Fosaprepitant: May decrease the serum concentration of Contraceptives (Progestins). The active metabolite aprepitant is likely responsible for this effect. Management: Alternative or additional methods of contraception should be used both during treatment with aprepitant or fosaprepitant and for at least one month following the last aprepitant/fosaprepitant dose. Consider therapy modification

Fosphenytoin: May diminish the therapeutic effect of Contraceptives (Estrogens). Contraceptive failure is possible. Management: Use of an alternative, nonhormonal means of contraception is recommended. Consider therapy modification

Fosphenytoin: May diminish the therapeutic effect of Contraceptives (Progestins). Contraceptive failure is possible. Management: Contraceptive failure is possible. Use of an alternative, nonhormonal contraceptive is recommended. Consider therapy modification

Griseofulvin: May diminish the therapeutic effect of Contraceptives (Progestins). Contraceptive failure is possible. Avoid combination

Hemin: Estrogen Derivatives may diminish the therapeutic effect of Hemin. Avoid combination

Herbs (Estrogenic Properties): May enhance the adverse/toxic effect of Estrogen Derivatives. Monitor therapy

Herbs (Progestogenic Properties) (eg, Bloodroot, Yucca): May enhance the adverse/toxic effect of Progestins. Monitor therapy

Hyaluronidase: Estrogen Derivatives may diminish the therapeutic effect of Hyaluronidase. Management: Patients receiving estrogens (particularly at larger doses) may not experience the desired clinical response to standard doses of hyaluronidase. Larger doses of hyaluronidase may be required. Consider therapy modification

Immune Globulin: Estrogen Derivatives may enhance the thrombogenic effect of Immune Globulin. Monitor therapy

Indium 111 Capromab Pendetide: Estrogen Derivatives may diminish the diagnostic effect of Indium 111 Capromab Pendetide. Avoid combination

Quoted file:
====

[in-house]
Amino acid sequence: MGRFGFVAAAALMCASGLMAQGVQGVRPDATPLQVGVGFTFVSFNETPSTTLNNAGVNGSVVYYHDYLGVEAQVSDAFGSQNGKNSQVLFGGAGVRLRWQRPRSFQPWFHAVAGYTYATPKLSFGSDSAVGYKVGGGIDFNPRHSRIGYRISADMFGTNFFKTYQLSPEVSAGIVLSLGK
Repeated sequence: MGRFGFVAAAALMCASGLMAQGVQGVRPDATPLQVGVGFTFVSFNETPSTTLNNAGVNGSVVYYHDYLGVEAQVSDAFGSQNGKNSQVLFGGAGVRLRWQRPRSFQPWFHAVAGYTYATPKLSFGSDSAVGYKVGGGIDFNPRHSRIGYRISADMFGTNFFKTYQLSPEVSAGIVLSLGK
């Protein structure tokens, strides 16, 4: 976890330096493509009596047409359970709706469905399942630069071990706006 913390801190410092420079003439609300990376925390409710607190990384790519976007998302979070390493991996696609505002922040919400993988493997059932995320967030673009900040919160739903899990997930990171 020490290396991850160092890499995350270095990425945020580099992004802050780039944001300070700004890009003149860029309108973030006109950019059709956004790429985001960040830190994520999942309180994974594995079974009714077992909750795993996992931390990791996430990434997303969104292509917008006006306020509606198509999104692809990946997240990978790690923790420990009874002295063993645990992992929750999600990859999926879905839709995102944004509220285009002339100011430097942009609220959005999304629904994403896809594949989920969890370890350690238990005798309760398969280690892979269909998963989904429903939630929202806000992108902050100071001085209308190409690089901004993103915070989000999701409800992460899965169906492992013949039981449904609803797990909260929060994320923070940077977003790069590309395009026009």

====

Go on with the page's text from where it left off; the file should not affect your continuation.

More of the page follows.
Ixazomib: May decrease the serum concentration of Contraceptives (Progestins). More specifically, use of ixazomib with dexamethasone may decrease the serum concentrations of contraceptive progestins. Management: Patients of childbearing potential should use a nonhormonal barrier contraceptive during and 90 days following ixazomib treatment. Avoid combination

LamoTRIgine: Contraceptives (Estrogens) may decrease the serum concentration of LamoTRIgine. Management: Monitor for increased serum concentrations/effects of lamotrigine in patients in whom a hormonal contraceptive is discontinued/dose decreased (this includes during a pill-free week). A reduced dosage of lamotrigine may be needed. Consider therapy modification

Lenalidomide: Estrogen Derivatives may enhance the thrombogenic effect of Lenalidomide. Monitor therapy

Lesinurad: May decrease the serum concentration of Contraceptives (Estrogens). Management: Use of an additional, nonhormonal contraceptive is recommended in patients being treated with lesinurad who desire effective contraception. Consider therapy modification

Lesinurad: May decrease the serum concentration of Contraceptives (Progestins). Management: Use of an additional, nonhormonal contraceptive is recommended in patients being treated with lesinurad who desire effective contraception. Consider therapy modification

Lixisenatide: May decrease the serum concentration of Contraceptives (Estrogens). Management: Administer oral contraceptives 1 hour before or at least 11 hours after administration of lixisenatide. Consider therapy modification

Lixisenatide: May decrease the serum concentration of Contraceptives (Progestins). Management: Administer oral contraceptives 1 hour before or at least 11 hours after administration of lixisenatide. Consider therapy modification

Lomitapide: Ethinyl Estradiol may increase the serum concentration of Lomitapide. Management: Patients on lomitapide 5 mg/day may continue that dose. Patients taking lomitapide 10 mg/day or more should decrease the lomitapide dose by half. The lomitapide dose may then be titrated up to a max adult dose of 40 mg/day. Consider therapy modification

Lopinavir: May decrease the serum concentration of Contraceptives (Progestins). Lopinavir may increase the serum concentration of Contraceptives (Progestins). Management: Consider using an alternative or additional means of contraception. Injected depot medroxyprogesterone acetate and etonogestrel implants may be used without a need for additional contraception. Consider therapy modification